Cutting Dovetail Joints With a Router Jig

My woodworking skills are, to be charitable, dodgy. But working with wood is an unavoidable necessity in our old house. So towards the end of 2017 I began taking woodworking classes in an effort to raise the level of my craftsmanship and the first practical project I tackled was redoing some drawers in the kitchen. In order to do that I needed to cut some dovetails.

Dovetail joints are used most often for making drawers. The arrangement of the joint makes for a drawer that resists racking. Dovetail joints also prevent the front from coming off with repeated use. Even without glue the joint wants to stay together. It’s also, I think, very attractive.

The two most common dovetail joints are through dovetails:

Image: Wikipedia.

And half-blind dovetails:

Image: Wikipedia.

Since I’m working on faced drawers I used through dovetails. I hope to make some furniture soon that will make use of half blind dovetails.

To cut my dovetails I used a router and jig both made by Porter Cable. There are some other jigs on the market that work just as well but, judging from the reviews, I’d avoid the cheap models. Setting up a dovetail jig is a time intensive process and somewhat confusing in terms of orientation and adjustment. It took me the better part of a day and some repeated YouTube viewing before I made a functional joint. An inexpensive pair of digital calipers made fine tuning the jig a lot easier.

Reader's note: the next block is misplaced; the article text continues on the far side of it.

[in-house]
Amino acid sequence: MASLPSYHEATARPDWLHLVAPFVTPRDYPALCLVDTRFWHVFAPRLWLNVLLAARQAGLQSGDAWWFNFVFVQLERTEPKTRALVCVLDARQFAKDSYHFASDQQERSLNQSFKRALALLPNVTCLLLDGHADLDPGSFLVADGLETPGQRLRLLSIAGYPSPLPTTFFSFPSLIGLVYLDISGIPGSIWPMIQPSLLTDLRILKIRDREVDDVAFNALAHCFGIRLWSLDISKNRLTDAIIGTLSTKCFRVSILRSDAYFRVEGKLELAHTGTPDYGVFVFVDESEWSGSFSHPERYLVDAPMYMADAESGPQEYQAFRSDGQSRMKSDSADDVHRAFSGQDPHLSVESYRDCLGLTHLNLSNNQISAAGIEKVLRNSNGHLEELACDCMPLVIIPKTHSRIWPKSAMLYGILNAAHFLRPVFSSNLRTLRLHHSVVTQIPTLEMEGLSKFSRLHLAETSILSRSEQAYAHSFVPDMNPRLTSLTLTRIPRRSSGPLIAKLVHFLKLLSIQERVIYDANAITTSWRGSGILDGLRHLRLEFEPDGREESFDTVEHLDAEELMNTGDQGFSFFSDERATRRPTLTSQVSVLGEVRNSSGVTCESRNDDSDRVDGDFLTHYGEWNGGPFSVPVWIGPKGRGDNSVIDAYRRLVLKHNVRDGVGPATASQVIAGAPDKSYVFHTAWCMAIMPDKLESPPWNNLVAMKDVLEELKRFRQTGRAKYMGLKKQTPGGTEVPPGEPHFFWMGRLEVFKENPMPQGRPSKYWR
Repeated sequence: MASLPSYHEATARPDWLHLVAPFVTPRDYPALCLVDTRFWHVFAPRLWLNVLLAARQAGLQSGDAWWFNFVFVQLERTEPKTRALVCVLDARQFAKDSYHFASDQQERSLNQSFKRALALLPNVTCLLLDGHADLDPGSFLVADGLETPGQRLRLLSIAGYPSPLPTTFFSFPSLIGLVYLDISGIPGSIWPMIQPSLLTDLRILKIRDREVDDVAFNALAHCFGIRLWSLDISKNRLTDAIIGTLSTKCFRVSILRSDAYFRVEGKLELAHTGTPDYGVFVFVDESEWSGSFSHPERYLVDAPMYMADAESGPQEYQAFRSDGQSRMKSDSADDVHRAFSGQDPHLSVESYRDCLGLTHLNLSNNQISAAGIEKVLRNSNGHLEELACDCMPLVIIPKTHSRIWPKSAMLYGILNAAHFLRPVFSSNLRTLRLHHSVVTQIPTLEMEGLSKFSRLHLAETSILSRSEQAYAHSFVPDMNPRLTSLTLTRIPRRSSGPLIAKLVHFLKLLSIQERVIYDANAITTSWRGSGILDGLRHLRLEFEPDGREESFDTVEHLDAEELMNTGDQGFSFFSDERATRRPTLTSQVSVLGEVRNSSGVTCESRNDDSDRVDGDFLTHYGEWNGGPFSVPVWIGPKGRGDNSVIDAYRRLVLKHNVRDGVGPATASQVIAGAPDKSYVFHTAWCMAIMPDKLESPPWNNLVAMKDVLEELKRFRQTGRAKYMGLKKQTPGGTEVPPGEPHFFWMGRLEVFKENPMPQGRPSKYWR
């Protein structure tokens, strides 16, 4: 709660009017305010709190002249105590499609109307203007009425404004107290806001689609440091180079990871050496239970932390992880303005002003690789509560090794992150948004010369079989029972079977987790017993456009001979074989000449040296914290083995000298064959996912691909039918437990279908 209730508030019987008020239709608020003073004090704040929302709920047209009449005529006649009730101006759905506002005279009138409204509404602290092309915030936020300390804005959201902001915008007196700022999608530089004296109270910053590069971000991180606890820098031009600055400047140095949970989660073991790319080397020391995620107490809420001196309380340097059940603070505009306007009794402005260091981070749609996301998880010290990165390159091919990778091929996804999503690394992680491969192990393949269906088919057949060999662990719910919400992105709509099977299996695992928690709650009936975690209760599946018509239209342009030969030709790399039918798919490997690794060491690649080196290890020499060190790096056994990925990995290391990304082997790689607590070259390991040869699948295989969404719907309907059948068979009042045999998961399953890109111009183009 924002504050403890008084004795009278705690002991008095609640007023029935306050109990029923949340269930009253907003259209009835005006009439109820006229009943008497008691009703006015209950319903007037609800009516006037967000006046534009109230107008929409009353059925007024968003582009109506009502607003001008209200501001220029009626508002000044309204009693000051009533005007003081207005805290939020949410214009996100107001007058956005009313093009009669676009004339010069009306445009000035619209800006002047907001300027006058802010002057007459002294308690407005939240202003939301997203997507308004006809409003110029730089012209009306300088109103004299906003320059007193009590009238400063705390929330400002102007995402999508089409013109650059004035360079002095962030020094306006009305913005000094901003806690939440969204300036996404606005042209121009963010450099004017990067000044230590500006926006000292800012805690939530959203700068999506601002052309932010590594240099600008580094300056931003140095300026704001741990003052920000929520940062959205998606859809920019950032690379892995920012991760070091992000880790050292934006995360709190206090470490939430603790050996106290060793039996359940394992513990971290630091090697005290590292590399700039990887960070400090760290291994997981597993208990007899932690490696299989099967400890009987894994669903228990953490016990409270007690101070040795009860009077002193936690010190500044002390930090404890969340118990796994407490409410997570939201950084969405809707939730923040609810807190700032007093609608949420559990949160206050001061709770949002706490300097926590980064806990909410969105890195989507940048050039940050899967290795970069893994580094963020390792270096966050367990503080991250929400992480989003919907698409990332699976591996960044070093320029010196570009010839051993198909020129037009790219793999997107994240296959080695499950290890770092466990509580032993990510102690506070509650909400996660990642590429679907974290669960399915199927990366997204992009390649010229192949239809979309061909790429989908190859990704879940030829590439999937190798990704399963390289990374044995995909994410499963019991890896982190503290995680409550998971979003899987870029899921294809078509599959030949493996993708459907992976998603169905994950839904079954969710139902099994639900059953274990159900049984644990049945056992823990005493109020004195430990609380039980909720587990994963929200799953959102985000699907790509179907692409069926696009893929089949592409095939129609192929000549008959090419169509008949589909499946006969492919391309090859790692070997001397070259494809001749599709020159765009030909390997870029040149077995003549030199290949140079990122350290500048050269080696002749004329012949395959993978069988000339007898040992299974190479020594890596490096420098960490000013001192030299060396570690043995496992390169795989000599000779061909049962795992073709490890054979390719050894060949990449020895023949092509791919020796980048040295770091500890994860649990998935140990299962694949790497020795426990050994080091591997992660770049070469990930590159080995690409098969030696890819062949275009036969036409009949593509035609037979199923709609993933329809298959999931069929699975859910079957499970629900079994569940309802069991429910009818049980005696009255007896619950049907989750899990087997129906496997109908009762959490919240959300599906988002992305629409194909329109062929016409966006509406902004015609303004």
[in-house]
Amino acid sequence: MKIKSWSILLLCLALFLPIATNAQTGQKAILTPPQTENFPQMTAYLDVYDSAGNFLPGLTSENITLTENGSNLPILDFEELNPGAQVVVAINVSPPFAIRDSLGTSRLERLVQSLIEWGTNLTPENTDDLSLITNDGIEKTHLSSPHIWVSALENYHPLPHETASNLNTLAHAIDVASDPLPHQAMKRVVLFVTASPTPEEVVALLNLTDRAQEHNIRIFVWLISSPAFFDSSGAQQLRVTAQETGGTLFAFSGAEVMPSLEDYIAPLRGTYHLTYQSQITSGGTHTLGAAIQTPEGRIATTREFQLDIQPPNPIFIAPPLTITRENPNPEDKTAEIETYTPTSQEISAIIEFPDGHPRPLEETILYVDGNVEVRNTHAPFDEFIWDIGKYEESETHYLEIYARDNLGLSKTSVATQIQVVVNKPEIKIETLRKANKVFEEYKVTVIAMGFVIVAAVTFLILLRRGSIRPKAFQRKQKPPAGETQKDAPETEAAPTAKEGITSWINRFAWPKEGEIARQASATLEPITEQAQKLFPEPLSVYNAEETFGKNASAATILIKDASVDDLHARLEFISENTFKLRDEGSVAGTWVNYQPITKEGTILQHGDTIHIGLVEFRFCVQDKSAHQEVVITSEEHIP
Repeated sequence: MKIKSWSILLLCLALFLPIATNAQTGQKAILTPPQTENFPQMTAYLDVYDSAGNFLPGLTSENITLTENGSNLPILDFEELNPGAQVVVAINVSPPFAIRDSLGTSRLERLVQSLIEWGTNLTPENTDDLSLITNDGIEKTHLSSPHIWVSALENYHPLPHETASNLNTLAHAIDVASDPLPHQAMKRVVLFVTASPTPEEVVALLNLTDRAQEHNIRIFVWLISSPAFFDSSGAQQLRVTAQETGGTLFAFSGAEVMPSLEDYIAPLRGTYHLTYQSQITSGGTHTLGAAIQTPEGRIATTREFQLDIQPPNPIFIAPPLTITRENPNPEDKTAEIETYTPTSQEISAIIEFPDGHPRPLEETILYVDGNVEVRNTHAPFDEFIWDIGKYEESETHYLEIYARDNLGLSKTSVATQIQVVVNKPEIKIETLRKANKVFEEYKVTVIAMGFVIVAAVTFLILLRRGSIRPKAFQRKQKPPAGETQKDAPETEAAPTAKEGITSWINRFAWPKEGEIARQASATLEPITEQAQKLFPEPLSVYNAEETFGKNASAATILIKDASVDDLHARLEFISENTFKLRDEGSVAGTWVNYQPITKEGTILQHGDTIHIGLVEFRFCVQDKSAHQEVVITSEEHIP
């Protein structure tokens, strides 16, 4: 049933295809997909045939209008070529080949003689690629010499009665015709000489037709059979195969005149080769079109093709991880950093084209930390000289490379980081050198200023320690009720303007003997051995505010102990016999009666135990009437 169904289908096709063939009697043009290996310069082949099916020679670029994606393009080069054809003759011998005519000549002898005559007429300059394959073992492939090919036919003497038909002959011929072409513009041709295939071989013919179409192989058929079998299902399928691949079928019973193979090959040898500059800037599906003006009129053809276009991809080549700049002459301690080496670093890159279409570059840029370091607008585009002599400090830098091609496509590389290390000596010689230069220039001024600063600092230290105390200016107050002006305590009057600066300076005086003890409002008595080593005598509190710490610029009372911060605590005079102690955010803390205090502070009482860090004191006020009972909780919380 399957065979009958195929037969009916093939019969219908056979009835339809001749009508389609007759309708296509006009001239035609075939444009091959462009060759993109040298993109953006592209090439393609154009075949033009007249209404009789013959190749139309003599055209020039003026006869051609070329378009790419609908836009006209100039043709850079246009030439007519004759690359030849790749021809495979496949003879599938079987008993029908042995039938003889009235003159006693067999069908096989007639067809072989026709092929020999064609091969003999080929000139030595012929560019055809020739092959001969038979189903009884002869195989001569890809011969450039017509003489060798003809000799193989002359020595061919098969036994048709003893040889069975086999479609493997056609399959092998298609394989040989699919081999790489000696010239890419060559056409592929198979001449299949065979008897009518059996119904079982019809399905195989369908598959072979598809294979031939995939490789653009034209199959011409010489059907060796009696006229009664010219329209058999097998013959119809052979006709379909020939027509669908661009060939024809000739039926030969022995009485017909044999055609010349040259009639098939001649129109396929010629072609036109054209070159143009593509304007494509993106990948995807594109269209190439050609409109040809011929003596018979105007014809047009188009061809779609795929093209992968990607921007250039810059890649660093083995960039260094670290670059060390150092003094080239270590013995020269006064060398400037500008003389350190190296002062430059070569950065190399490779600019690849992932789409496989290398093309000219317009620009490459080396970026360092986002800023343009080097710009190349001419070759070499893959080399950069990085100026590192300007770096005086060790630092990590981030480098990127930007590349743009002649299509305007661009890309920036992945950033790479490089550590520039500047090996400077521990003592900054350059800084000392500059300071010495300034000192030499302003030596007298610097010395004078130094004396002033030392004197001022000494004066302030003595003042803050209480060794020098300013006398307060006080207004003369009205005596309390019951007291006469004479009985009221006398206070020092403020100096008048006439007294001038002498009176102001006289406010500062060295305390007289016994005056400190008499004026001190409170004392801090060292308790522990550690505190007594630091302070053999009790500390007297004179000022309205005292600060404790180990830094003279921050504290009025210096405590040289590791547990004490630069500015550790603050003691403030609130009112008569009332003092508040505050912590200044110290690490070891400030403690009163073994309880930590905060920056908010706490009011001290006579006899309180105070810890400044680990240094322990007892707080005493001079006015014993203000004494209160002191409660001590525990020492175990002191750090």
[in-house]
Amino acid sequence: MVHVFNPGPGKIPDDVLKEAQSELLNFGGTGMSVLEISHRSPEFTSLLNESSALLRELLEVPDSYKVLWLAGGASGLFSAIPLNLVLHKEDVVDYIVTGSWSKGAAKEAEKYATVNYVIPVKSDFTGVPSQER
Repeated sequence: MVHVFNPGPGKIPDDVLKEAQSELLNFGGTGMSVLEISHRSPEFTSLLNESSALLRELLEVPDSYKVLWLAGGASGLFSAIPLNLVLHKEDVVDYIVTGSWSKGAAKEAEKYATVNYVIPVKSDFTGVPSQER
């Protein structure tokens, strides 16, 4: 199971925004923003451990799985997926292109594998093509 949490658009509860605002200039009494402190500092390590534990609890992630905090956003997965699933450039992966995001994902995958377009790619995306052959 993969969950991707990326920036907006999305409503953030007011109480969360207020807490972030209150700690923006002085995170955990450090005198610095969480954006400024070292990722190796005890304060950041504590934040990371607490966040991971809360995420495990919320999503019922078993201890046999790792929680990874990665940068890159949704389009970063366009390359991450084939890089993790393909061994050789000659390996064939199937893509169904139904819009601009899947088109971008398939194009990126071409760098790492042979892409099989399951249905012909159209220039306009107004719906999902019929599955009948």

Once the jig is set you can crank out a lot of joints relatively quickly. You attach a guide to the bottom of your router and simply move in and out of the metal guides that are clamped on top of the wood. You cut the tails first and then flip the metal guides to cut the pins. My Porter Cable jig I have does through dovetails, half blind dovetails, rabbeted half-blind, sliding dovetails, box joints and miniature versions of all these joints.

Someday I will cut a dovetail joint by hand, but I’ve got a lot of drawers to fix and I appreciate the efficiency of using power tools for this task. While dovetails cut with a router have a machine-like uniformity, I think they still look a lot better than joints done with screws.

I give myself a mixed review for my first attempt. The drawers work fine but there’s room for improvement. I’m still learning and I gained a huge appreciation for drawer details such as dimensions, wood grain orientation, material choice and hardware options. I can also see using this attractive joint for other projects around the house such as boxes and cat furniture (!).

Now I wish I could unsee my dovetail apprenticeship. The modern world is full of shoddy drawers and once you see the world through the rubric of the square and solid dovetail joint, the sight of a screwed together drawer could tip you into a fit of zealotry. You might just burn down your local Ikea.

I’ll do a longer blog post about retrofitting old built-in drawers when I get around to redoing the bathroom cabinets. In the meantime let’s please #MakeAmericaDovetailAgain.

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  1. Those dovetails made me swoon. Forget bread, this speaks to me. My heart beats faster when I find furniture with dovetails. My heart fairly jumps out of my chest when the owner of the piece has not idea about the funny joints and apologizes. If I could handle the sawdust with asthma, I would learn to do dovetails. But, I would probably cut off a few fingers.

  2. I think you’ve done a very fine job and I admire your drawers. They’ll outlast you and that’s really something to be proud of!

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